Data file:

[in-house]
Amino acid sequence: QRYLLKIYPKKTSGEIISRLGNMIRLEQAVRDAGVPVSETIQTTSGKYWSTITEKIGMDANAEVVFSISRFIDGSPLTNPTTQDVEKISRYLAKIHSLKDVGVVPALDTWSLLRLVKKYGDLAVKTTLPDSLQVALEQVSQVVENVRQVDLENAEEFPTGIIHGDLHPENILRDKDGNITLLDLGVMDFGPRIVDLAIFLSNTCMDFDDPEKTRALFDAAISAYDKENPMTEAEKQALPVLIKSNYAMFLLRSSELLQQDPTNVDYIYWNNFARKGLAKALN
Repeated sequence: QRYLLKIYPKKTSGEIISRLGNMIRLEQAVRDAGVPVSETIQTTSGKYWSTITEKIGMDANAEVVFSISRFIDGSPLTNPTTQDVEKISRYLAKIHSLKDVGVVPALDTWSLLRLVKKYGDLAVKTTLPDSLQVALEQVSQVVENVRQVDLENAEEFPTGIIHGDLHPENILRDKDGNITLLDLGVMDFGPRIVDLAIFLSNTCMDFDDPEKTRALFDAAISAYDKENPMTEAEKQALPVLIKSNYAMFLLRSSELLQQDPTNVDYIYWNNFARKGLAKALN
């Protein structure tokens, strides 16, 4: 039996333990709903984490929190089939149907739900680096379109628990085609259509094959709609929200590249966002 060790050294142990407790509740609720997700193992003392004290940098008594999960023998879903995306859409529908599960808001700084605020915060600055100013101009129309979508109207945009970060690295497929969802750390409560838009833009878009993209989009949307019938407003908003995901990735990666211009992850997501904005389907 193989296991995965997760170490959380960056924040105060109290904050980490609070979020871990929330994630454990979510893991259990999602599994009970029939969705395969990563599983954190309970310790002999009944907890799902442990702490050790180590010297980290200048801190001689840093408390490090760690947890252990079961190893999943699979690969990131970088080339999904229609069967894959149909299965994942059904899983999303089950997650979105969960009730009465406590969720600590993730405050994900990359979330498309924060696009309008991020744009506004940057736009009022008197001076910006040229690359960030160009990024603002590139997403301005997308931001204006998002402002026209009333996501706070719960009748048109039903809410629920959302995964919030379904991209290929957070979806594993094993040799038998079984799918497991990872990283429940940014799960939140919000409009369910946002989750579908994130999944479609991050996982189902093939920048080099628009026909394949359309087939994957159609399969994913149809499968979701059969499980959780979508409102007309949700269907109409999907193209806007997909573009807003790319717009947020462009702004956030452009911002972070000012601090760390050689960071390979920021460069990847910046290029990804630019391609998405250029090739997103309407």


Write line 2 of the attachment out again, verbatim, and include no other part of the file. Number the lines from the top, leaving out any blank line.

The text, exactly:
Amino acid sequence: QRYLLKIYPKKTSGEIISRLGNMIRLEQAVRDAGVPVSETIQTTSGKYWSTITEKIGMDANAEVVFSISRFIDGSPLTNPTTQDVEKISRYLAKIHSLKDVGVVPALDTWSLLRLVKKYGDLAVKTTLPDSLQVALEQVSQVVENVRQVDLENAEEFPTGIIHGDLHPENILRDKDGNITLLDLGVMDFGPRIVDLAIFLSNTCMDFDDPEKTRALFDAAISAYDKENPMTEAEKQALPVLIKSNYAMFLLRSSELLQQDPTNVDYIYWNNFARKGLAKALN